Learn how to wash a quilt efficiently and safely! The quilt is among the most useful and versatile items you can own. You can use it as bedding, wall decor, tablecloth, baby’s play mat, and more. You can even bring it during camping and picnics to stay comfortable as you lay or sit outdoors. As such, you should treat it with great care, especially when washing it.
How to Wash a Quilt - A Step-by-Step Guide
The good thing about quilt laundering is you don’t need to wash it regularly like your clothes. Experts recommend that you only do so once a year or when necessary, like when exposed to mud or accidents. Of course, the washing frequency will also depend on how and where you use it.
Being multi-layered and having delicate stitching, it’s understandable that many of you might be afraid of washing your quilt. Below is a guide on how to wash a quilt without damaging it, including the right cleaning agents you need to use.
What You Should and Shouldn’t Use
Before going through the correct way of how to wash a quilt, you must ensure that you have the right cleaning agents at hand. The general rule is not to use any kind of bleach, as it will damage the cloth's color and fibers. Fabric conditioners or softeners are also a big no-no because the coloring, brightening, and fragrant ingredients can damage the fibers and stitching.
With that in mind, with all the types of detergents, you can find in the market today, purchase one that is unscented, colorless, and liquid-based. One great choice is castile soap or baby shampoo if you have nothing else. However, you can also find laundry soap or detergents specially made for quilts.
In addition to detergent, you can also use distilled white vinegar to help maintain the quilt color’s brightness.
How to Wash a Quilt The Best Way
With the right detergent or soap at hand, here are the steps that you need to follow to wash your quilt at home.
How to wash a quilt steps:
Step 1 - Inspect
Like any other fabric-made items, the first thing you need to do is check the item’s laundry symbols or instructions. It will give you an idea of what washing and drying techniques you can and can’t do. It will also sometimes provide you the right water temperature to use when washing the quilt.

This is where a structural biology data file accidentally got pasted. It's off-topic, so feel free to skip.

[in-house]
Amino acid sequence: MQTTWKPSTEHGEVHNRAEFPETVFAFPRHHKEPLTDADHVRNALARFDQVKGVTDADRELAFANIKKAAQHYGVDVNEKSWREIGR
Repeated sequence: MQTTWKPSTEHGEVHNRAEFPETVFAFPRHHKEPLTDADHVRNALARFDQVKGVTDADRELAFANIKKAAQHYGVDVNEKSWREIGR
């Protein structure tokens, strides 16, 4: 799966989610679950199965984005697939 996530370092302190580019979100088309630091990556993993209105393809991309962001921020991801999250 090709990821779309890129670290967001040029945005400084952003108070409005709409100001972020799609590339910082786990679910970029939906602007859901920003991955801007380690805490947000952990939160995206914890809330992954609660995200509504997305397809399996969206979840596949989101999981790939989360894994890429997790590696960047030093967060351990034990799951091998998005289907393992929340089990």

Apart from that, you must also check for the presence of stretched seams, loose threads, ripped areas, and the likes. Make sure you fix them first before proceeding.
Next, inspect for the presence of embellishments. If there are, it’s best to hand wash the quilt, or if the quilt itself is machine-washable, you can place the quilt in a mesh bag before throwing it in the washer.
Lastly, if your quilt has vivid, contrasting, or highly saturated colors, the quilt might bleed. As such, perform a colorfast test by doing the following:
- Dip a clean piece of cotton in hot water
- In one small area of the quilt, gently rub the wet cotton.
- If the color comes off or gets transferred to the cotton, consider using a color catcher when machine washing.
Step 2 - How to Wash a Quilt
Once you've prepped your quilt, you can start washing, either by hand or machine, depending on the care instructions. Below are the right steps for each washing method.
How to Wash a Quilt by Hand
Undoubtedly, whether the quilt is handwash-only or washer-friendly, the best way to launder it is by hand. That is most especially if you’re washing hand-quilted, antique, and hand-appliqued quilts. To ensure you wash it with great care, here’s what you need to do:
- SINK - Prepare the sink, tub, or basin that is bigger than the quilt you’re about to wash. Make sure it’s clean and free of any leftover detergents, soaps, or any other chemicals or products.